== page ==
A BBC weather forecaster has appeared to criticise Gary Lineker for speaking out over the government's migrant policy, saying the Match of the Day presenter "thinks he's so different from the rest of us".
Paul Hudson, who presents the weather on the corporation's regional news programme Look North, said in a tweet: "I would love to share my views on [Lineker] and how he thinks he’s so different from the rest of us at the BBC and the rules we have to follow but instead I'll stick to clouds."
The tweet has since been deleted.
Hudson was responding to a tweet from fellow BBC journalist Paul Murphy, who posted a picture of a cloud along with the message: "Don't want to get into trouble sharing my thoughts on our Gary. So here is a fab snow cloud I captured this aft on the east coast."
It comes amid a growing controversy over Lineker's comments about the government's attempts to curb migration.
The 62-year-old became embroiled in a row over impartiality after comparing the language used to launch a new Government asylum seeker policy with 1930s Germany on Twitter.
As a furore erupted, Lineker said he stood by his tweets, and added that he was looking forward to presenting Match of the Day on Saturday night.
But the BBC then announced it had “decided” Lineker would take a break from presenting the highlights programme until an “agreed and clear position” on his use of social media had been reached.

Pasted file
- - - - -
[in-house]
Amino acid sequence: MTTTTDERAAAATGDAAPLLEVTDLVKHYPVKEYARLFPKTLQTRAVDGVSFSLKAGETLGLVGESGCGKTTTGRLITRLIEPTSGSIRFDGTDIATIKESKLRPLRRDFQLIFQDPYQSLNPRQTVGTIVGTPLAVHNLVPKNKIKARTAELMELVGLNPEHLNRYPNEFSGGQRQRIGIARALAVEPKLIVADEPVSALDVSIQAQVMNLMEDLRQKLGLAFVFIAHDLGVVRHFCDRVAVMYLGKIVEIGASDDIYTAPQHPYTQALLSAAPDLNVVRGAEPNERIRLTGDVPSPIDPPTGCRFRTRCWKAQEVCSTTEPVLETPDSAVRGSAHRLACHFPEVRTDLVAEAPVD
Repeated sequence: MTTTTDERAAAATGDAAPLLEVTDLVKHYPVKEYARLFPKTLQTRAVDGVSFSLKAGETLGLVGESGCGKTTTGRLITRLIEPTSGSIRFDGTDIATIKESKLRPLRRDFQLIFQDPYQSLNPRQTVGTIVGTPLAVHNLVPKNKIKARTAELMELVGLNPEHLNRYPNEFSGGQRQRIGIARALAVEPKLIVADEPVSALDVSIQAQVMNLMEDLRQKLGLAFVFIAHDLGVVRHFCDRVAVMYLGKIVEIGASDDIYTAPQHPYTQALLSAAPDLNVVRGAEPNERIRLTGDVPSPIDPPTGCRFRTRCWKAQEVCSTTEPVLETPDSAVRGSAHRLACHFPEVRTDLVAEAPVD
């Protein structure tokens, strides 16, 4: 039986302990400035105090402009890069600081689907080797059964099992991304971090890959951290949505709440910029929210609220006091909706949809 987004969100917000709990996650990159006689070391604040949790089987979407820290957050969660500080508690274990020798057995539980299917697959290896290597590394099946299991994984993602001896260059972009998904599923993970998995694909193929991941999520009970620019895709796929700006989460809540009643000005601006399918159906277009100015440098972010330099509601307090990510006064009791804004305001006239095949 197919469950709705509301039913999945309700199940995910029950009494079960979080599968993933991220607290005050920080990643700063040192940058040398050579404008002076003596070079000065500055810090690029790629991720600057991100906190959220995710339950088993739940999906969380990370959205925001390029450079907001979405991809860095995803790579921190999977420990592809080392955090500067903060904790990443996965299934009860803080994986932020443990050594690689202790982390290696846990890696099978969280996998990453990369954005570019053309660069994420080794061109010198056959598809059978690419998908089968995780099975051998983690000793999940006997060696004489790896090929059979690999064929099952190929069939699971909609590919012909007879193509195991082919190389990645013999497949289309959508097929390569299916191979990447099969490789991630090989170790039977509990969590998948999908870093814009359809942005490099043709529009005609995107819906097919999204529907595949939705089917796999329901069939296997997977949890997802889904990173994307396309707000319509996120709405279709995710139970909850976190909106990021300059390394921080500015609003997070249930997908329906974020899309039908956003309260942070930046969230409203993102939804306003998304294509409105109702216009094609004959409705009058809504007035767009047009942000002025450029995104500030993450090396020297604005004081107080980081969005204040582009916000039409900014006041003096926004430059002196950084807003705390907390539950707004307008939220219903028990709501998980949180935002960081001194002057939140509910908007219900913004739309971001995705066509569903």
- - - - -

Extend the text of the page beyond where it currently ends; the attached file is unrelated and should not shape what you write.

It sparked a crisis at the corporation as footballers prepared to boycott Match of the Day and a growing list of stars refused to go on air in support of Lineker, triggering hours of sports scheduling to be pulled.
Tonight’s MOTD is set to go ahead without a presenter, pundits and several regular commentators, following the fallout over Lineker’s removal.
Paul Hudson doubled down on his criticism of Lineker in exchanges with other Twitter users who said different standards should be applied to BBC journalists working in news and those in other fields.
Replying to the forecaster's original tweet, Daniel Norris said: "You should be able to say exactly how you feel about any topic and share your opinions freely on this platform."
Hudson replied: "But we can’t. I’d get sacked. You can argue the rules are wrong, but The rules of my employment are very clear. And that’s the point I’m making."
In another follow-up tweet he added: "Point I’m making is none of us in the BBC are allowed to voice our views. Those are the rules whether you agree with them or not - and the rules should apply to everyone in the BBC."